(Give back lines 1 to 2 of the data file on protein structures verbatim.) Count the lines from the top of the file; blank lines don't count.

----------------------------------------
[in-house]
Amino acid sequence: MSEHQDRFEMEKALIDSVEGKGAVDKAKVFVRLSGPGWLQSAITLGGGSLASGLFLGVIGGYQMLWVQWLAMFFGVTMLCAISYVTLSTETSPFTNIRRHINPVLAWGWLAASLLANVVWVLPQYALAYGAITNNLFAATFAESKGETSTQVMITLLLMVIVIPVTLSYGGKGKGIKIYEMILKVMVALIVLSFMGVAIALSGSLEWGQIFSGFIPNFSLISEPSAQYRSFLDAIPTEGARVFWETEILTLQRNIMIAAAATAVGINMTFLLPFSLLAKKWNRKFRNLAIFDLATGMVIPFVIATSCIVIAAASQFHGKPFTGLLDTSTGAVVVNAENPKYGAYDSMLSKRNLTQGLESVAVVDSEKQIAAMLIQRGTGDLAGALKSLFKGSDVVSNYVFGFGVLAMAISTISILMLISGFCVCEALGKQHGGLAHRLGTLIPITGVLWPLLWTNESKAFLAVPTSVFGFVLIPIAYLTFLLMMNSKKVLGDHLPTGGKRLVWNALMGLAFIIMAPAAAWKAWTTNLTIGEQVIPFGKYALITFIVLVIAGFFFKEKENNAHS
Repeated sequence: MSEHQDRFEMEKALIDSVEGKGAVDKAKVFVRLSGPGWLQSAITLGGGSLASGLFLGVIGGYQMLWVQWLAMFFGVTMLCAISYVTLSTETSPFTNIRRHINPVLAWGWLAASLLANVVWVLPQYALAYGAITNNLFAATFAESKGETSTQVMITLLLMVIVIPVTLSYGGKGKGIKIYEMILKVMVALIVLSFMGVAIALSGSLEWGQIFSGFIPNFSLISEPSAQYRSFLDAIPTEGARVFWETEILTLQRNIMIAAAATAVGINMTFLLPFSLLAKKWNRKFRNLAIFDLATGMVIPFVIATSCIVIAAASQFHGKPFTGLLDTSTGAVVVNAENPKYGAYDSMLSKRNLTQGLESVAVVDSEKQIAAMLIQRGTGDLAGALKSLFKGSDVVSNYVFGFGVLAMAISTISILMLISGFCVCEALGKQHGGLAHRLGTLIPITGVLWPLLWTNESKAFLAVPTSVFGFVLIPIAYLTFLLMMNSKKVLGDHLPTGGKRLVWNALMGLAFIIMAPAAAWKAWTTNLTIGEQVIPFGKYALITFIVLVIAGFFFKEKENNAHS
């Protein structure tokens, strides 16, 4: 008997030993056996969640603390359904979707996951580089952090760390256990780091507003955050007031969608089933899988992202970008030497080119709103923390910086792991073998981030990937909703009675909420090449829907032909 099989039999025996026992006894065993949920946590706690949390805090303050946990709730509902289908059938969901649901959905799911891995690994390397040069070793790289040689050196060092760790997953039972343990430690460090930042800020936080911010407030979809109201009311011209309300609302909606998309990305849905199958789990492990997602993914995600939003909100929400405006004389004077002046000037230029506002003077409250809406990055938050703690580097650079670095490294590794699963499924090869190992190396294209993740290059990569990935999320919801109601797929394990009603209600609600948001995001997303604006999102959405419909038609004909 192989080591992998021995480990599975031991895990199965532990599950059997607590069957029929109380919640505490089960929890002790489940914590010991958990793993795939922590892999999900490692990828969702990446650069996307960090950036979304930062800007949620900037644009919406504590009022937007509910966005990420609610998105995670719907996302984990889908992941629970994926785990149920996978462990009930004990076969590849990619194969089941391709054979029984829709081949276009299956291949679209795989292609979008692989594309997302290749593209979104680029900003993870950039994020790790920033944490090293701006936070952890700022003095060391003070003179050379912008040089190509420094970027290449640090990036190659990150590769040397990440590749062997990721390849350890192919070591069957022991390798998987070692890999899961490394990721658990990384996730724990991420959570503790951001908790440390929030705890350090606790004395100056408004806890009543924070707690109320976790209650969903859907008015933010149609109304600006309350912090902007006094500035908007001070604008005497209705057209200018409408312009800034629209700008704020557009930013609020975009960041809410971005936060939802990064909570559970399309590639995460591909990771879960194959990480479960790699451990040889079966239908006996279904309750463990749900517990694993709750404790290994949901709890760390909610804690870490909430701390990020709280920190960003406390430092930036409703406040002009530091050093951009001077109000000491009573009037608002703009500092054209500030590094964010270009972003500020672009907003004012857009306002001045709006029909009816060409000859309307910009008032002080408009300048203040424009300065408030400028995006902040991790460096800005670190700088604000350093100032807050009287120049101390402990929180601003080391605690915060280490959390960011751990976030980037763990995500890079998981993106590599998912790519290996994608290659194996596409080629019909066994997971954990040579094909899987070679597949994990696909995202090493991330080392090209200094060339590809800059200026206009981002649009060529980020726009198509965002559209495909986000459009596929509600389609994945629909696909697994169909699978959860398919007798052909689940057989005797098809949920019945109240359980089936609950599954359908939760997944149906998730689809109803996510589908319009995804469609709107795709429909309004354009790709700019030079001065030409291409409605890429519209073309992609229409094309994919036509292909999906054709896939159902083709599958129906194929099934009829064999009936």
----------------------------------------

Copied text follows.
[in-house]
Amino acid sequence: MSEHQDRFEMEKALIDSVEGKGAVDKAKVFVRLSGPGWLQSAITLGGGSLASGLFLGVIGGYQMLWVQWLAMFFGVTMLCAISYVTLSTETSPFTNIRRHINPVLAWGWLAASLLANVVWVLPQYALAYGAITNNLFAATFAESKGETSTQVMITLLLMVIVIPVTLSYGGKGKGIKIYEMILKVMVALIVLSFMGVAIALSGSLEWGQIFSGFIPNFSLISEPSAQYRSFLDAIPTEGARVFWETEILTLQRNIMIAAAATAVGINMTFLLPFSLLAKKWNRKFRNLAIFDLATGMVIPFVIATSCIVIAAASQFHGKPFTGLLDTSTGAVVVNAENPKYGAYDSMLSKRNLTQGLESVAVVDSEKQIAAMLIQRGTGDLAGALKSLFKGSDVVSNYVFGFGVLAMAISTISILMLISGFCVCEALGKQHGGLAHRLGTLIPITGVLWPLLWTNESKAFLAVPTSVFGFVLIPIAYLTFLLMMNSKKVLGDHLPTGGKRLVWNALMGLAFIIMAPAAAWKAWTTNLTIGEQVIPFGKYALITFIVLVIAGFFFKEKENNAHS